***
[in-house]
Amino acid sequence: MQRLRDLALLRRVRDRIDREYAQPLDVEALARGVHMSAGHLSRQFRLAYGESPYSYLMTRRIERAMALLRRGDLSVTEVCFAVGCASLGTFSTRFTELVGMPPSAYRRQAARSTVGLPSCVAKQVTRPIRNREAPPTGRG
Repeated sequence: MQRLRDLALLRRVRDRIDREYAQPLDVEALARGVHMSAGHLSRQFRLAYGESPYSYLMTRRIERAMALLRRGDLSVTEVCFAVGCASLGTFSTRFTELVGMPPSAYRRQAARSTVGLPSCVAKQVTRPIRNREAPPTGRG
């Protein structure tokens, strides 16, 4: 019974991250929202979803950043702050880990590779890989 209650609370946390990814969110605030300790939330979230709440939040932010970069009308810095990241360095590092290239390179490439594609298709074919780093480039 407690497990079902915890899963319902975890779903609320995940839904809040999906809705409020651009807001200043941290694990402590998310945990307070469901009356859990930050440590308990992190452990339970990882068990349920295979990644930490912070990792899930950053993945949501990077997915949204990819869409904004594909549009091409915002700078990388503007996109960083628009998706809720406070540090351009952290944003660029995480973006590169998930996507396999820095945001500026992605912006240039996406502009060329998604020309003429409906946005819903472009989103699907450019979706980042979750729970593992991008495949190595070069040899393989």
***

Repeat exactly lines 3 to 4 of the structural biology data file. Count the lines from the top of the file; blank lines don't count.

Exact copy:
Repeated sequence: MQRLRDLALLRRVRDRIDREYAQPLDVEALARGVHMSAGHLSRQFRLAYGESPYSYLMTRRIERAMALLRRGDLSVTEVCFAVGCASLGTFSTRFTELVGMPPSAYRRQAARSTVGLPSCVAKQVTRPIRNREAPPTGRG
């Protein structure tokens, strides 16, 4: 019974991250929202979803950043702050880990590779890989 209650609370946390990814969110605030300790939330979230709440939040932010970069009308810095990241360095590092290239390179490439594609298709074919780093480039 407690497990079902915890899963319902975890779903609320995940839904809040999906809705409020651009807001200043941290694990402590998310945990307070469901009356859990930050440590308990992190452990339970990882068990349920295979990644930490912070990792899930950053993945949501990077997915949204990819869409904004594909549009091409915002700078990388503007996109960083628009998706809720406070540090351009952290944003660029995480973006590169998930996507396999820095945001500026992605912006240039996406502009060329998604020309003429409906946005819903472009989103699907450019979706980042979750729970593992991008495949190595070069040899393989």